NASA: Antarctic Sea Ice Reaches Record Low

SnowBrains |
Antarctica, sea ice,
Antarctica sea ice. February 25, 2022

In February 2022, sea ice around Antarctica reached the lowest extent ever observed since the start of the satellite record in 1979. It marks the first time that the ice was observed to shrink below 2 million square kilometers.

Sea ice in southern polar waters reached its lowest extent on February 25, 2022, at 1.92 million square kilometers (741,000 square miles). That’s 190,000 square kilometers (73,000 square miles) below the previous record-low reached on March 3, 2017. Compared to the average minimum, the sea ice this year is missing an area about twice the size of California.

The map above shows the ice extent on the day of its record low. Extent is defined as the total area in which the ice concentration is at least 15 percent. The yellow outline shows the median sea ice extent for February from 1981–2010. A median is the middle value: That is, half of the extents were larger than the yellow line and half were smaller.

Now, one month after sea ice reached its annual minimum, Meier said that the rate of growth looks normal. Even the heatwave that sent Antarctica’s air temperatures soaring in the third week of March does not seem to have slowed the growth. “It is really the ocean temperatures that count,” Meier said, “and a brief heatwave won’t affect things too much in that regard.”

It remains to be seen how much ice will regrow this year. While it is common for Antarctic sea ice to melt nearly all the way back to the coastline during the austral summer, the ice grows unconstrained through autumn and winter. After months of growth (February to September), new sea ice typically spans an area of ocean about twice the size of the continental United States.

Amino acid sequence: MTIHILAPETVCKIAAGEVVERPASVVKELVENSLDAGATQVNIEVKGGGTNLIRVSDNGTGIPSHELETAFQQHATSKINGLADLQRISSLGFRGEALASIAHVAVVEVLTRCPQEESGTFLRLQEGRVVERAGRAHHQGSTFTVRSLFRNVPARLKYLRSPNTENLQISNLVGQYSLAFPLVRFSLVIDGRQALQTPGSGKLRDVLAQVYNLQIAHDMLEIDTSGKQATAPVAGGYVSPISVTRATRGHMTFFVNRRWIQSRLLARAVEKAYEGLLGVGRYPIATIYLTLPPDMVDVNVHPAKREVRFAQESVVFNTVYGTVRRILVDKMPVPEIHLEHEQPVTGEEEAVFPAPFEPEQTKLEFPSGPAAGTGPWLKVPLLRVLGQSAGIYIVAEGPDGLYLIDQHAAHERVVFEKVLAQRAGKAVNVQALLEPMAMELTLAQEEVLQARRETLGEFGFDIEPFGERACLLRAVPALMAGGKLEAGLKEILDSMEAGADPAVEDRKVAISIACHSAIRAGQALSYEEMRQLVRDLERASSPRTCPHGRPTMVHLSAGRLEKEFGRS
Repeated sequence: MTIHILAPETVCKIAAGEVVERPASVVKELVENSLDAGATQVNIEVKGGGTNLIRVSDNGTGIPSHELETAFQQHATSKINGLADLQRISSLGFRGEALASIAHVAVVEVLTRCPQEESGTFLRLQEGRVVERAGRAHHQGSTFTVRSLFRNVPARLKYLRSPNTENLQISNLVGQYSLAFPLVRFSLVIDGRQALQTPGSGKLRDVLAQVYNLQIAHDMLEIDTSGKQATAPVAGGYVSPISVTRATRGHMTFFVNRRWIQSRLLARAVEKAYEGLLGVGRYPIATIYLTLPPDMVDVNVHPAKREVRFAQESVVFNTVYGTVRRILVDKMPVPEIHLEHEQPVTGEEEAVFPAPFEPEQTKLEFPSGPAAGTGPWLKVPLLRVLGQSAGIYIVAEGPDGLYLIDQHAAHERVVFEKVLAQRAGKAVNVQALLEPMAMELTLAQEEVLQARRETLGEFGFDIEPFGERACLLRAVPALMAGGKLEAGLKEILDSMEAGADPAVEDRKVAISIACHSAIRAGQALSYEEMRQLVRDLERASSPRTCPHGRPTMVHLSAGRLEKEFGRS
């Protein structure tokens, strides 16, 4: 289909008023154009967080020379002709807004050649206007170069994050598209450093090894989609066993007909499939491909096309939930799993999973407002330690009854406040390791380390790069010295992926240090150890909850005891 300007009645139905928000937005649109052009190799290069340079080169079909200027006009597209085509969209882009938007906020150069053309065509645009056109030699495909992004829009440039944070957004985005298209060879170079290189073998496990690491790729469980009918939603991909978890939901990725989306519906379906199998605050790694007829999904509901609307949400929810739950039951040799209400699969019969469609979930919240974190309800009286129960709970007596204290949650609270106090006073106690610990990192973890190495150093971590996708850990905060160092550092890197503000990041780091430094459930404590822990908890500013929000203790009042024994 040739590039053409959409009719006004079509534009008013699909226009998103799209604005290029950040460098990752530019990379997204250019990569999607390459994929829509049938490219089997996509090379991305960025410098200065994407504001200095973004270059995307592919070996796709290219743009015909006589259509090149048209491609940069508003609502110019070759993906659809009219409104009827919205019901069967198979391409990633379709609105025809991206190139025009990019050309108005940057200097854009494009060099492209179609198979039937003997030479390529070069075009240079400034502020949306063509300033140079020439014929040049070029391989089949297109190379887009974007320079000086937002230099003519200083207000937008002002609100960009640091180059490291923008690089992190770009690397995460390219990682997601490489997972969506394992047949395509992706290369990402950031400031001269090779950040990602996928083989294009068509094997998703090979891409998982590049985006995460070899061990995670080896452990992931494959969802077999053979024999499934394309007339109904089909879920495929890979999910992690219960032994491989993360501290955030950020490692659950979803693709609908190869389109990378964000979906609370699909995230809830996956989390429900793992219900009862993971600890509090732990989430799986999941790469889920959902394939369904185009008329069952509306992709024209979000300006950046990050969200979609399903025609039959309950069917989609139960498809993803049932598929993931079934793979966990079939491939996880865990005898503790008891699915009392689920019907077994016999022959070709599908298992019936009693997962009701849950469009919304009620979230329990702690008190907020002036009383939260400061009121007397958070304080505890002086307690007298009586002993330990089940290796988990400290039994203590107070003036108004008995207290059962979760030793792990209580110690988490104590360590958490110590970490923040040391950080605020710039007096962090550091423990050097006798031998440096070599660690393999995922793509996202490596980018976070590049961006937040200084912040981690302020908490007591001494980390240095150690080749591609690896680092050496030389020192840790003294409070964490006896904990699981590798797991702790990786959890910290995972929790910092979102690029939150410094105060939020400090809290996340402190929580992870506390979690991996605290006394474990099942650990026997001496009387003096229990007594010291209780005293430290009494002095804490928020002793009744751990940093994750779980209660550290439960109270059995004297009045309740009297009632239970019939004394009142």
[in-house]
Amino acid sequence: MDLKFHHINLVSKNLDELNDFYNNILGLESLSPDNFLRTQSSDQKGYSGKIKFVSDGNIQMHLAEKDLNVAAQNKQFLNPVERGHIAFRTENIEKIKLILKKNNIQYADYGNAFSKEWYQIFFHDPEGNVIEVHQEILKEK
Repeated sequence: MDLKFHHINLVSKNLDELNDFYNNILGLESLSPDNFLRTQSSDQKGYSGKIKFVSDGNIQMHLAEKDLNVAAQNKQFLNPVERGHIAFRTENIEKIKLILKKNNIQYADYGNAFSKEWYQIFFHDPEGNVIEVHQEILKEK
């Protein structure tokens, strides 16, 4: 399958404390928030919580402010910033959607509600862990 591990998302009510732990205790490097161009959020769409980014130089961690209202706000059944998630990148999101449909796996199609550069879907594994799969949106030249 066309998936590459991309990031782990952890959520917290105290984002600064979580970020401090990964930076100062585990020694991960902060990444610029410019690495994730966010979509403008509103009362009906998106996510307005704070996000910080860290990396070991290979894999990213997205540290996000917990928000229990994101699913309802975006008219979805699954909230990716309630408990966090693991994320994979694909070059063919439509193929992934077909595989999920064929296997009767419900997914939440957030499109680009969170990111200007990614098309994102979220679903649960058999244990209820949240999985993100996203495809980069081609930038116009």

In contrast, sea ice in the Arctic shows a clear downward trend. That means that globally, the planet is losing sea ice. “Overall, for the Arctic and Antarctic combined,” Meier said, “the trend is definitely still downward.”

This post first appeared on NASA Earth Observatory. NASA Earth Observatory images by Joshua Stevens, using data from the National Snow and Ice Data Center. Story by Kathryn Hansen.

Related Articles

2 thoughts on “NASA: Antarctic Sea Ice Reaches Record Low

  1. I have to laugh Dave, you’re parroting a talking point from corporatist sociopaths who couldn’t give the eensy-weensy-teeniest $hit about you, but here you are, doing their work for them. What’s also sadly amusing is your projection, your comment will be the one that people find of incredibly nominal importance. Nice job! Willful stupidity is NOT something to be proud of, sweetie.

  2. …since 1979? Seriously?! I’m supposed to be concerned about a 43-year blip on the tremendously long historical climate record? There are many recorded instances of the earth, or parts of it, being much warmer than now, and colder, and that would include the poles, so I’m not going to stress too much about this one. The information in the article is interesting, but it’s of nominal importance in historical terms. In about five hundred years we can ask people whether this is important or not.

Got an opinion? Let us know...